Some animals not found at the manger scene

By | January 6, 2013

One popular version of “The Book of the Gospels” carried in procession at the beginning of Mass is emblazoned with a cross with the Greek letters “alpha” and “omega” for Christ as the beginning and the end. The cross is surrounded by the above four symbols because they are traditional symbols of the evangelists.

Besides on the Gospel book, these symbols appear in stained glass windows or church carvings. While not as common today, they were very popular across Europe into the 15th century. For example, the west portico of the Chartres Cathedral in France, dating to 1145, has a carving of Christ surrounded by the four symbols. Representations of the lion, ox, eagle and human appear in the “Book of Kells,” dating to the year 800, and the city of Venice, which has St. Mark as its patron saint, is adorned with lions — which are Mark’s contribution to the four emblems.

Where did the symbols for the evangelists originate? And what message do they have in this Year of Faith?

As representations of the evangelists, they date to at least the second century. St. Irenaeus of Lyons (d. 202), wrote about the symbols and explained how they represented Christ as portrayed in the Gospels: “The first living creature was like a lion,’ symbolizing his effectual working, his leadership, and royal power; ‘the second was like a calf,’ signifying sacrificial and sacerdotal order; ‘the third has as it were, the face of a man’ — an evident description of his advent as a human being; ‘the fourth was like a flying eagle,’ pointing out the gift of the Spirit hovering with his wings over the church” (“Against Heresies”).

Irenaeus drew his references from the Book of Revelation: “In the center and around the throne, there were four living creatures … The first creature resembled a lion, the second was like a calf, the third had a face like that of a human being, and the fourth looked like an eagle in flight” (Rv 4:6-7). The New American Bible says these “symbolize, respectively, what is noblest, strongest, wisest and swiftest of creation.” The Catechism of the Catholic Church says the four creatures of Revelation represent “all creation” (n. 1138).

The four creatures parallel Old Testament descriptions of the cherubim who carry God’s throne in visions of the prophet Ezekiel. These cherubim have four faces — a lion, man, eagle and ox (Ez 1:1-14 and 10:1-22).

But why have different symbols for each evangelist? Well, we have different Gospels, from different writers, each emphasizing a different and compelling aspect of Jesus’ life and message.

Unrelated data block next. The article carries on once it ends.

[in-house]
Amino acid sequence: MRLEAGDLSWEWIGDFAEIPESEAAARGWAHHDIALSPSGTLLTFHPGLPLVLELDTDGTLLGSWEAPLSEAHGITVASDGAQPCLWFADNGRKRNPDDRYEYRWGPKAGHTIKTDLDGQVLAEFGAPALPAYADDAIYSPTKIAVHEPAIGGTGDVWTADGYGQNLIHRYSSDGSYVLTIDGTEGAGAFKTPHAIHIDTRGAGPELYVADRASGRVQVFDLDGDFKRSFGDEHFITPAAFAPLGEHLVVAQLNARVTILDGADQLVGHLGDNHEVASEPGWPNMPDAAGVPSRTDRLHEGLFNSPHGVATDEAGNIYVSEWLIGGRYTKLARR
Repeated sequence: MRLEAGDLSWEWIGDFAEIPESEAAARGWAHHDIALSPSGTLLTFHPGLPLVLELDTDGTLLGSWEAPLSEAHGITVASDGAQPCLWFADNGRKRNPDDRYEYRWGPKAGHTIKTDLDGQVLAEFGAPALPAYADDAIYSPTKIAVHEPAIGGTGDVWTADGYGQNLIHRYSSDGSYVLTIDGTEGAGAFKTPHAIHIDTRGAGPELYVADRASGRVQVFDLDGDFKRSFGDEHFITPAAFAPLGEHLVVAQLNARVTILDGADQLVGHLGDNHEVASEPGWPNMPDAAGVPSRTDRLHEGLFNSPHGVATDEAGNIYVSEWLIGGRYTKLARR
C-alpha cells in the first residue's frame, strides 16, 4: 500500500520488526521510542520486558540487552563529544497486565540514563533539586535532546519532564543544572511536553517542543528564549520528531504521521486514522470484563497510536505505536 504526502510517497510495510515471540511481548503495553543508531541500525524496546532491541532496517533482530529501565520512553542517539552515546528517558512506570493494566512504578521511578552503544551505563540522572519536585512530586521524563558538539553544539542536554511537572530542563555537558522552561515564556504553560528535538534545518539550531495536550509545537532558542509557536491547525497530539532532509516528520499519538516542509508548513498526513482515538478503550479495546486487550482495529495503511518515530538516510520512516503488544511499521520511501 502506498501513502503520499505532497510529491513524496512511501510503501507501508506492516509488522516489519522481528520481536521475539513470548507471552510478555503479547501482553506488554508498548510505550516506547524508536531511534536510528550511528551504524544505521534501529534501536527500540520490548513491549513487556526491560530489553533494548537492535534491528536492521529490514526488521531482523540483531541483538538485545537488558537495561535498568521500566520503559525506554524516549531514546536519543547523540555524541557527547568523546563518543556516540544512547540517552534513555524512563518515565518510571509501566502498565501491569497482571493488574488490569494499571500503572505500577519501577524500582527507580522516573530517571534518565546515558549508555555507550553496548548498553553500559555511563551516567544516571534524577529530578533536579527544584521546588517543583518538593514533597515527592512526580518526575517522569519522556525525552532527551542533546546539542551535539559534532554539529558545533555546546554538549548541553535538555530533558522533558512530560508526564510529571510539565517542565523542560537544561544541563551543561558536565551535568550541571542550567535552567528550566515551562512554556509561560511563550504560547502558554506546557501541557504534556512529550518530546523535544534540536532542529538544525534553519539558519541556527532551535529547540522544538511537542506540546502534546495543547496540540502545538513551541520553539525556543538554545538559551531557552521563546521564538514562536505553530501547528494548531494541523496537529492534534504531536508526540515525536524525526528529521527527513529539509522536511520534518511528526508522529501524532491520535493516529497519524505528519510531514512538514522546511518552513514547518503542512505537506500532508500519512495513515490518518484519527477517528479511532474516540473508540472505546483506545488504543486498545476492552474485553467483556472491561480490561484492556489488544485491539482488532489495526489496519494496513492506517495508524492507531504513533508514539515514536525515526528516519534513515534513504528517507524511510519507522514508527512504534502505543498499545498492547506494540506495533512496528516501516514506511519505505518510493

John’s eagle

John, the last Gospel written, for example, presents the most highly developed understanding of Jesus as the Christ. John shows a lofty, heavenly understanding of Christ, revealed in all his glory and power. So it is easy to see why John’s Gospel is symbolized by the powerful, soaring eagle. Indeed, the Gospel even starts in heaven: “In the beginning was the Word and the Word was with God …” (Jn 1:1).

St. Augustine said it this way: John “soars like an eagle above the clouds of human infirmity, gazing upon the light of the unchangeable truth with the keen and steady eyes of the heart.”

Luke and the ox

Luke presents Jesus as the compassionate and willing victim who fulfills God’s plan for salvation. So, this Gospel begins with Zechariah, a priest in the Temple. The temple priests’ main job was to offer the sacrifices, and the greatest of the sacrificial animals was the ox.

Mark’s lion

Mark begins in the wilderness, with John the Baptist, “the voice crying out in the wilderness.” So the male lion, solitary and roaring in the wild, represents Mark’s Gospel. Mark portrays Jesus as a noble and solitary figure, even in the midst of crowds. Also, the tradition that lions sleep with their eyes open became symbolic of Christ’s resurrection.

Matthew and the man

Last comes Matthew’s Gospel, written to show a largely Jewish audience that Jesus is the “new Moses,” fulfilling the Law and establishing a new and eternal covenant. Also, Matthew begins his Gospel with the genealogy of Jesus “the son of David, the son of Abraham” (Mt 1:1). So Matthew is represented symbolically by a human being.

Other writers saw even more in symbols of the evangelists and their Gospels. For example, Blessed Rabanus Maurus, a Benedictine monk and ninth century archbishop of Mainz, Germany, saw lessons for Christian living in these symbols:

  • Like the lion of Mark, we should be courageous in faith and speak out as boldly as St. John the Baptist did;
  • Like the human lineage of Jesus portrayed in Matthew, we should use the gifts of human knowledge and reasoning to grow in knowledge of God;
  • Like the ox of Luke, Christianity involves sacrifice and, like both Jesus and his mother, Mary, we should offer ourselves willingly to honor God;
  • Like the soaring eagle of John, Christians must keep their eyes on the goal of glorious union with God.

So, when you next see the Gospel book and its symbols pass by, pick one of them as an example to follow in the upcoming year and as a guide to your work of the new evangelization.

Sources: stesalinas.org; Catechism of the Catholic Church; “The Catholic Encyclopedia”; “History of the Christian Church” by Philip Schaff; Calvin College at calvin.edu; Fr. Felix Just, SJ, at catholic-resources.org; sacred-destinations.com; “Church Fathers” at newadvent.org; the New American Bible, St. Joseph Study Edition.

Kasten is the author of “Linking Your Beads, the Rosary’s History, Mysteries and Prayers,” published by Our Sunday Visitor.

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